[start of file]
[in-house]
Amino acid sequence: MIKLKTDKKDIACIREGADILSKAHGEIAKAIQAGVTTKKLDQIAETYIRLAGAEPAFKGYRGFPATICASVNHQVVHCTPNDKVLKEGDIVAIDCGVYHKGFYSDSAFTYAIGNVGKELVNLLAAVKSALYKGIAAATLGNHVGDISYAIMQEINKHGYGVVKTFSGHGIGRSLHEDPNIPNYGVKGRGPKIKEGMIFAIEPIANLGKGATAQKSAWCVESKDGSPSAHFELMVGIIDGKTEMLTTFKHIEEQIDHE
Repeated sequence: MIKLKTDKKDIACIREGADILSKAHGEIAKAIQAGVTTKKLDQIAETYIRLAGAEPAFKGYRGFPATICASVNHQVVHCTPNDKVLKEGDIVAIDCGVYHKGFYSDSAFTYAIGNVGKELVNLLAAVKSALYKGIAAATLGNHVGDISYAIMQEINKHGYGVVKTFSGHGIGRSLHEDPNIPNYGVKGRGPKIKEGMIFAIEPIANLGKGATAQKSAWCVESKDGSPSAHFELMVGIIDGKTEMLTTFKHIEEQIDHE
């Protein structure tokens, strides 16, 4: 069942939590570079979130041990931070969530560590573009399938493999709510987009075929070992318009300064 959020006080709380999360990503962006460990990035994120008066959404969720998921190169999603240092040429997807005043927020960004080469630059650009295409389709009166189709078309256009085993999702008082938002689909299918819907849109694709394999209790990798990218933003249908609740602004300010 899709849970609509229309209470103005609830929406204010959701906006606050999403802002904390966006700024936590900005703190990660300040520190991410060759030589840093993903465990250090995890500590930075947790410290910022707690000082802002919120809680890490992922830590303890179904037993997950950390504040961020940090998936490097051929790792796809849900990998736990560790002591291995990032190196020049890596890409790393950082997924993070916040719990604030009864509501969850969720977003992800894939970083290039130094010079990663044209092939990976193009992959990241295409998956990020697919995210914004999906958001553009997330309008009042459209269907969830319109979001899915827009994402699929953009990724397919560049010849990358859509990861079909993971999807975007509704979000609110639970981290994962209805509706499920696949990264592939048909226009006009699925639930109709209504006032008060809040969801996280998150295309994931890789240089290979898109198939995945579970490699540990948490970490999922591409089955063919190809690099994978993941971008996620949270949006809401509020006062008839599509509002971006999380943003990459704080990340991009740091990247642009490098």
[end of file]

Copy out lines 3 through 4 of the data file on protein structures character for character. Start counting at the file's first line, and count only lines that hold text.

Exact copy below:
Repeated sequence: MIKLKTDKKDIACIREGADILSKAHGEIAKAIQAGVTTKKLDQIAETYIRLAGAEPAFKGYRGFPATICASVNHQVVHCTPNDKVLKEGDIVAIDCGVYHKGFYSDSAFTYAIGNVGKELVNLLAAVKSALYKGIAAATLGNHVGDISYAIMQEINKHGYGVVKTFSGHGIGRSLHEDPNIPNYGVKGRGPKIKEGMIFAIEPIANLGKGATAQKSAWCVESKDGSPSAHFELMVGIIDGKTEMLTTFKHIEEQIDHE
């Protein structure tokens, strides 16, 4: 069942939590570079979130041990931070969530560590573009399938493999709510987009075929070992318009300064 959020006080709380999360990503962006460990990035994120008066959404969720998921190169999603240092040429997807005043927020960004080469630059650009295409389709009166189709078309256009085993999702008082938002689909299918819907849109694709394999209790990798990218933003249908609740602004300010 899709849970609509229309209470103005609830929406204010959701906006606050999403802002904390966006700024936590900005703190990660300040520190991410060759030589840093993903465990250090995890500590930075947790410290910022707690000082802002919120809680890490992922830590303890179904037993997950950390504040961020940090998936490097051929790792796809849900990998736990560790002591291995990032190196020049890596890409790393950082997924993070916040719990604030009864509501969850969720977003992800894939970083290039130094010079990663044209092939990976193009992959990241295409998956990020697919995210914004999906958001553009997330309008009042459209269907969830319109979001899915827009994402699929953009990724397919560049010849990358859509990861079909993971999807975007509704979000609110639970981290994962209805509706499920696949990264592939048909226009006009699925639930109709209504006032008060809040969801996280998150295309994931890789240089290979898109198939995945579970490699540990948490970490999922591409089955063919190809690099994978993941971008996620949270949006809401509020006062008839599509509002971006999380943003990459704080990340991009740091990247642009490098």